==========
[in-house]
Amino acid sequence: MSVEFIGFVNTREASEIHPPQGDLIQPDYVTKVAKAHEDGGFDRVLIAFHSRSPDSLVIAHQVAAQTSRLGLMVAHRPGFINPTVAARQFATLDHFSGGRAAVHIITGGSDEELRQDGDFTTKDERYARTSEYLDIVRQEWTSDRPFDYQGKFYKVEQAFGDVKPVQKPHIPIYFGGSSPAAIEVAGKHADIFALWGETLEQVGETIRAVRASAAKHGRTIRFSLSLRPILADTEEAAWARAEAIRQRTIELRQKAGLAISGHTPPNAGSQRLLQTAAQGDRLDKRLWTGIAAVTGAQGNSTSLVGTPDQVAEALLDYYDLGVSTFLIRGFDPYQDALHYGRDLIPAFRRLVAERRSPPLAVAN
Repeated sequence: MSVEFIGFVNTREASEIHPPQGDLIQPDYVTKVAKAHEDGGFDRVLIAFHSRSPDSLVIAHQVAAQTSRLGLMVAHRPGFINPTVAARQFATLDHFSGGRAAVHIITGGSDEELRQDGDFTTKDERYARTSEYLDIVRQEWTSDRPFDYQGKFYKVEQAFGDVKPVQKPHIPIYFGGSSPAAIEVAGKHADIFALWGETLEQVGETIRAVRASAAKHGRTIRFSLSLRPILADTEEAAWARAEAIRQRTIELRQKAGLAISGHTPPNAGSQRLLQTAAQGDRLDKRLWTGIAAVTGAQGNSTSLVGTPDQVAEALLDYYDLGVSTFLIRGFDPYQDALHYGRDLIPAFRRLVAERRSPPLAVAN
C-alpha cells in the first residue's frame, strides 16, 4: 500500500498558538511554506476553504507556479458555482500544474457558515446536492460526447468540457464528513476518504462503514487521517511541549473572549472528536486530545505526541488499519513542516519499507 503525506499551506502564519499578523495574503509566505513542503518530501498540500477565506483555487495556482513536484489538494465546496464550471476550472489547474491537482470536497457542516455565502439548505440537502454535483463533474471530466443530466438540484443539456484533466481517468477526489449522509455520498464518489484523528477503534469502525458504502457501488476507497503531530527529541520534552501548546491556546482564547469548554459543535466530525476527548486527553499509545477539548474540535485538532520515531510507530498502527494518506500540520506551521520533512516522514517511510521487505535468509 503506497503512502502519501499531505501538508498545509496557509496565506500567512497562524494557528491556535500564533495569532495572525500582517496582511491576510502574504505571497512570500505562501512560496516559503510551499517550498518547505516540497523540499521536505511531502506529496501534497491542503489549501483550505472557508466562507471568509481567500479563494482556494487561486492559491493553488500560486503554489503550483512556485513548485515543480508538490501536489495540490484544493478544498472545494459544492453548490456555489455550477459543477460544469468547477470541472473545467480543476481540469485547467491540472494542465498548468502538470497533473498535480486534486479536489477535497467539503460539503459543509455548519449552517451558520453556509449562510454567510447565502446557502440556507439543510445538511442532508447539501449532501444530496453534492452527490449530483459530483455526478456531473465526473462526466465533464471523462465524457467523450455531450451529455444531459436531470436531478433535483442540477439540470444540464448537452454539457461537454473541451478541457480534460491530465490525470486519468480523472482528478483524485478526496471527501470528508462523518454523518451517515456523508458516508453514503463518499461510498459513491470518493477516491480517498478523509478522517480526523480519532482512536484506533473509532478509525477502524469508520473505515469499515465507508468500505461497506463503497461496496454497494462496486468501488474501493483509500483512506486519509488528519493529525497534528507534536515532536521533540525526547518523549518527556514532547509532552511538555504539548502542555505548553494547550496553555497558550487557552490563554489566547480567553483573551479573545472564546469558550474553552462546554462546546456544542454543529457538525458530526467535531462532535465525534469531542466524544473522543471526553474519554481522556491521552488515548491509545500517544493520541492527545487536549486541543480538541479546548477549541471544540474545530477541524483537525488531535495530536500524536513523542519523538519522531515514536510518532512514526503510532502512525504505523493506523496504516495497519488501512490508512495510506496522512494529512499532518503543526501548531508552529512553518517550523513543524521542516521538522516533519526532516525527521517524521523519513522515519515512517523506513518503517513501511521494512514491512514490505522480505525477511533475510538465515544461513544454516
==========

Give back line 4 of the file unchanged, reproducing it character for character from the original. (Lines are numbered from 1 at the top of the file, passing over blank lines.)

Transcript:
C-alpha cells in the first residue's frame, strides 16, 4: 500500500498558538511554506476553504507556479458555482500544474457558515446536492460526447468540457464528513476518504462503514487521517511541549473572549472528536486530545505526541488499519513542516519499507 503525506499551506502564519499578523495574503509566505513542503518530501498540500477565506483555487495556482513536484489538494465546496464550471476550472489547474491537482470536497457542516455565502439548505440537502454535483463533474471530466443530466438540484443539456484533466481517468477526489449522509455520498464518489484523528477503534469502525458504502457501488476507497503531530527529541520534552501548546491556546482564547469548554459543535466530525476527548486527553499509545477539548474540535485538532520515531510507530498502527494518506500540520506551521520533512516522514517511510521487505535468509 503506497503512502502519501499531505501538508498545509496557509496565506500567512497562524494557528491556535500564533495569532495572525500582517496582511491576510502574504505571497512570500505562501512560496516559503510551499517550498518547505516540497523540499521536505511531502506529496501534497491542503489549501483550505472557508466562507471568509481567500479563494482556494487561486492559491493553488500560486503554489503550483512556485513548485515543480508538490501536489495540490484544493478544498472545494459544492453548490456555489455550477459543477460544469468547477470541472473545467480543476481540469485547467491540472494542465498548468502538470497533473498535480486534486479536489477535497467539503460539503459543509455548519449552517451558520453556509449562510454567510447565502446557502440556507439543510445538511442532508447539501449532501444530496453534492452527490449530483459530483455526478456531473465526473462526466465533464471523462465524457467523450455531450451529455444531459436531470436531478433535483442540477439540470444540464448537452454539457461537454473541451478541457480534460491530465490525470486519468480523472482528478483524485478526496471527501470528508462523518454523518451517515456523508458516508453514503463518499461510498459513491470518493477516491480517498478523509478522517480526523480519532482512536484506533473509532478509525477502524469508520473505515469499515465507508468500505461497506463503497461496496454497494462496486468501488474501493483509500483512506486519509488528519493529525497534528507534536515532536521533540525526547518523549518527556514532547509532552511538555504539548502542555505548553494547550496553555497558550487557552490563554489566547480567553483573551479573545472564546469558550474553552462546554462546546456544542454543529457538525458530526467535531462532535465525534469531542466524544473522543471526553474519554481522556491521552488515548491509545500517544493520541492527545487536549486541543480538541479546548477549541471544540474545530477541524483537525488531535495530536500524536513523542519523538519522531515514536510518532512514526503510532502512525504505523493506523496504516495497519488501512490508512495510506496522512494529512499532518503543526501548531508552529512553518517550523513543524521542516521538522516533519526532516525527521517524521523519513522515519515512517523506513518503517513501511521494512514491512514490505522480505525477511533475510538465515544461513544454516